Gonorrhea is the second most commonly reported infectious disease in the U.S. after chlamydia, the CDC said, with almost 340,000 cases reported in 2005.
The CDC news release is online.
More information about gonorrhea treatments is online.
The CDC last week reported 10 severe cases of community-acquired pneumonia (CAP) caused by methicillin-resistant Staphylococcus aureus (MRSA), four of which resulted in death.
The 10 cases occurred in previously healthy children and adults in Louisiana and Georgia, said the CDC's April 12 Morbidity and Mortality Weekly Report. Several victims had a history of MRSA skin infection or had close contact with an infected person before developing pneumonia.
The CDC advised physicians to suspect MRSA pneumonia in anyone who has a history of MRSA skin infection or if influenza presents with severe respiratory symptoms. While rare, MRSA is a potentially fatal cause of CAP especially during the influenza season, the CDC said. When MRSA CAP is suspected, current guidelines recommend treatment with vancomycin or linezolid.
The MMWR summary is online.
About 73,000 Guidant defibrillators are being recalled because they contain a faulty capacitor that could cause rapid battery depletion, the FDA said last week.
Affected are Implantable Cardiac Defibrillators and Cardiac Resynchronization Therapy Defibrillators in the Contak Renewal 3 & 4, Vitality, and Vitality 2 series. The defect may reduce the time between the device's elective replacement indicator and the end of the battery's life to less than three months. There have been 19 reports of premature battery depletion, the FDA said.
In most cases, routine follow-up is the only requirement for those patients implanted with recalled devices. The device will need to be removed prematurely only in rare cases, the FDA said. In a letter to physicians, Boston Scientific Corp. recommended that physicians:
- Review patient records to assess battery voltage
- If voltage is above 2.65 volts (MOL2), follow the patient every three months per device labeling
- If voltage is at or below 2.65 volts, determine the time between implant and the current observation
- If the time from implant is greater than 27 months, this advisory doesn't apply
- If the time from implant is less than 27 months, the patient should be followed monthly until elective replacement indicator (ERI) is displayed. The device should be replaced within 30 days after ERI is displayed.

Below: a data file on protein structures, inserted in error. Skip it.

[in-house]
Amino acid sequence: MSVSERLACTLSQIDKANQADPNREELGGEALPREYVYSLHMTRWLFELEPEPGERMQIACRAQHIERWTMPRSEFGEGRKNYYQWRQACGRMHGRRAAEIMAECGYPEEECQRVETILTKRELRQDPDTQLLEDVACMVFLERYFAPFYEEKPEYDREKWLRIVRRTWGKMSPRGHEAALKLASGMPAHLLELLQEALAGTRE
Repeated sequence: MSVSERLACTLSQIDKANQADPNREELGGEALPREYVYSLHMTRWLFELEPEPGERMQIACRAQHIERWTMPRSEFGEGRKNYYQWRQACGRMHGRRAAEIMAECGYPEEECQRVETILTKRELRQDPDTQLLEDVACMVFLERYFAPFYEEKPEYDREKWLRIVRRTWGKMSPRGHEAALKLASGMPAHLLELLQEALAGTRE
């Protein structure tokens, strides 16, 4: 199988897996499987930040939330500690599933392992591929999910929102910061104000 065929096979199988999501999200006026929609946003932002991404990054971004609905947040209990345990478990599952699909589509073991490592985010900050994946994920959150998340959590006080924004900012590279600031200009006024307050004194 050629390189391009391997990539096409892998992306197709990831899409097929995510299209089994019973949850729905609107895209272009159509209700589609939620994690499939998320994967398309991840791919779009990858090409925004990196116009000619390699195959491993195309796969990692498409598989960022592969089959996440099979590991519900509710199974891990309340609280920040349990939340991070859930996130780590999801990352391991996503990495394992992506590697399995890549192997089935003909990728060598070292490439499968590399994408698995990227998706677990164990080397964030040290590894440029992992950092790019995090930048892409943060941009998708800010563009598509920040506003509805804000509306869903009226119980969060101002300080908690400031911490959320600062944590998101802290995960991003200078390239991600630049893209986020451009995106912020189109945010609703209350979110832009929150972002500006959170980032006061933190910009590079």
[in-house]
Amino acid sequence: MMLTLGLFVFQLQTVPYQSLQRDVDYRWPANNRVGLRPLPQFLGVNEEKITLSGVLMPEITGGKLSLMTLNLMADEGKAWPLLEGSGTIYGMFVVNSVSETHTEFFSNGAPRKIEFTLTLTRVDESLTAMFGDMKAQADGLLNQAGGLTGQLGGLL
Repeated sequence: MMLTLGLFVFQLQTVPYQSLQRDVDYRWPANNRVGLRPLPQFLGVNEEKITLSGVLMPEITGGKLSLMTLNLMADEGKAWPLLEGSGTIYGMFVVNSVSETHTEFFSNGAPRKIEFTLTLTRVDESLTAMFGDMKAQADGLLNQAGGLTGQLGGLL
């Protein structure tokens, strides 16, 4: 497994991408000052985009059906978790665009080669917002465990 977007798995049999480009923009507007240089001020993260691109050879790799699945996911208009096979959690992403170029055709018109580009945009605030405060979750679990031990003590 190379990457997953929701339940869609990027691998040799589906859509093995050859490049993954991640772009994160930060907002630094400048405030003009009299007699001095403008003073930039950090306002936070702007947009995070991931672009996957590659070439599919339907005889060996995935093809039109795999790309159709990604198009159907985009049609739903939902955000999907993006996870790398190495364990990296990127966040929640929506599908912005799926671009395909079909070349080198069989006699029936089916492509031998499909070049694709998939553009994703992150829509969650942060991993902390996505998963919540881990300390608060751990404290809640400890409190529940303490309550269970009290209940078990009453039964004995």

To check if a device has been recalled, an interactive tool is online.
The FDA alert is online.
Boston Scientific's letter to physicians is online.
The FDA last week announced new warnings and contraindications for tizanidine (brand name Zanaflex), a drug used to treat spasticity. According to the FDA, studies have found that the coadministration of tizanidine with either fluvoxamine or ciprofloxacin increased the hypotensive and sedative effects of the drug.
Manufacturer Acorda Therapeutics has issued a letter to health care professionals, advising them not to prescribe the drugs together. Fluvoxamine and ciprofloxacin are both potent CYP1A2 inhibitors, noted the letter. The effect of tizanidine on patients taking other CYP1A2 inhibitors has not been studied, but physicians are advised to avoid such combinations. Other CYP1A2 inhibitors include zileuton, other fluoroquinolones, antiarrhythmics (amiodarone, mexiletine, propafenone and verapamil), cimetidine, famotidine, oral contraceptives, acyclovir and ticlopidine.
The FDA also warned physicians and pharmacists last week about an apparently isolated instance of tampering with an HIV medication. At a pharmacy in California, two 60-count bottles of lamivudine and zidovudine (Combivir) were found to contain 300 mg tablets of abacavir sulfate (Ziagen). The bottles had counterfeit labels, identified as Lot No. 6ZP9760. Pharmacists have been asked to immediately examine the contents of all bottles of Combivir and report any problems to the manufacturer, GlaxoSmithKline.
The FDA warnings are online.
The percentage of people taking action to help prevent and detect cancer has stalled in recent years in some areas, though in other areas such actions have increased, a new report by the American Cancer Society said.
The report, "Cancer Prevention and Early Detection Facts & Figures 2007" found that the nation's steady decline in smoking rates has stalled, as has the steady increase in the percentage of women getting mammograms at age 40 or older. News about other kinds of screenings was more positive, however. Findings include:
- After declining each year after 1997, the 23% smoking rate for high school students has stayed stagnant between 2003 and 2005.
- Adult smoking rates, which declined between 1997-2004, were essentially unchanged between 2004 and 2005, with 24% of men smoking vs. 18% of women.
- Between 1999-2004, obesity in men rose from 28% to 32%, while in women obesity changed only from 34% to 34.6%.
- Between 1987-2000, the percentage of women aged 40 and older who had a mammogram in the past two years rose from 29% to 70%, but the percentage remained stable from 2000-2003.
- Among women 18 years and older, those who had a Pap test in the last three years rose from 74% in 1987 to 79% in 2003.
- Between 2000 and 2003, colorectal screenings among adults age 50 and older rose from 39.4% to 42.2%
- Prevalence of PSA screening in the past year in men aged 50 and older rose from 41% in 2000 to 57.6% in 2003.